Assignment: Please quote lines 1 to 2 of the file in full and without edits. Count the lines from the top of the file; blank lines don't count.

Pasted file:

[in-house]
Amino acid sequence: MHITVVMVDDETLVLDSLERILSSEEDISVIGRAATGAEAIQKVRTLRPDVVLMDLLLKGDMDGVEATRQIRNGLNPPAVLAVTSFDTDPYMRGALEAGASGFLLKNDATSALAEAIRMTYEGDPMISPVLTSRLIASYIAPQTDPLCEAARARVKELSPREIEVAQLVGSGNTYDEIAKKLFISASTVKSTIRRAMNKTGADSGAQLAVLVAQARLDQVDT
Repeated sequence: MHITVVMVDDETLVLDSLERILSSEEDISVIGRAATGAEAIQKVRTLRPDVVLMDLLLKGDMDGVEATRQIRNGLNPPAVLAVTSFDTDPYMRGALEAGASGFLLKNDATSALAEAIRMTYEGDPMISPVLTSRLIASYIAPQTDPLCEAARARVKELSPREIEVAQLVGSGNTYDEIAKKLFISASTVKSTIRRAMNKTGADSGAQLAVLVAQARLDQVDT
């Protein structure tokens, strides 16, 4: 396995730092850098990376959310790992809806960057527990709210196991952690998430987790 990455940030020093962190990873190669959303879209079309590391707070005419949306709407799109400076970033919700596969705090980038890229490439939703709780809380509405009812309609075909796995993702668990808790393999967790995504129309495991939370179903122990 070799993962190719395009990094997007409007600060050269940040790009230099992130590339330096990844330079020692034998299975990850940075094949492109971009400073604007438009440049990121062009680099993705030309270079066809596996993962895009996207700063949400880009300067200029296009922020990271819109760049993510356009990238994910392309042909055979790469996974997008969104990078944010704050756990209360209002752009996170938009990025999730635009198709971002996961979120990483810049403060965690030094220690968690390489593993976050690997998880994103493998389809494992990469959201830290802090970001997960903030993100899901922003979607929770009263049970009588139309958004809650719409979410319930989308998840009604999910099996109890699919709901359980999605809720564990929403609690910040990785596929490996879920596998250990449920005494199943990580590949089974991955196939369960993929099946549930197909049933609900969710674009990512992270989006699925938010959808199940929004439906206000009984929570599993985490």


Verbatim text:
[in-house]
Amino acid sequence: MHITVVMVDDETLVLDSLERILSSEEDISVIGRAATGAEAIQKVRTLRPDVVLMDLLLKGDMDGVEATRQIRNGLNPPAVLAVTSFDTDPYMRGALEAGASGFLLKNDATSALAEAIRMTYEGDPMISPVLTSRLIASYIAPQTDPLCEAARARVKELSPREIEVAQLVGSGNTYDEIAKKLFISASTVKSTIRRAMNKTGADSGAQLAVLVAQARLDQVDT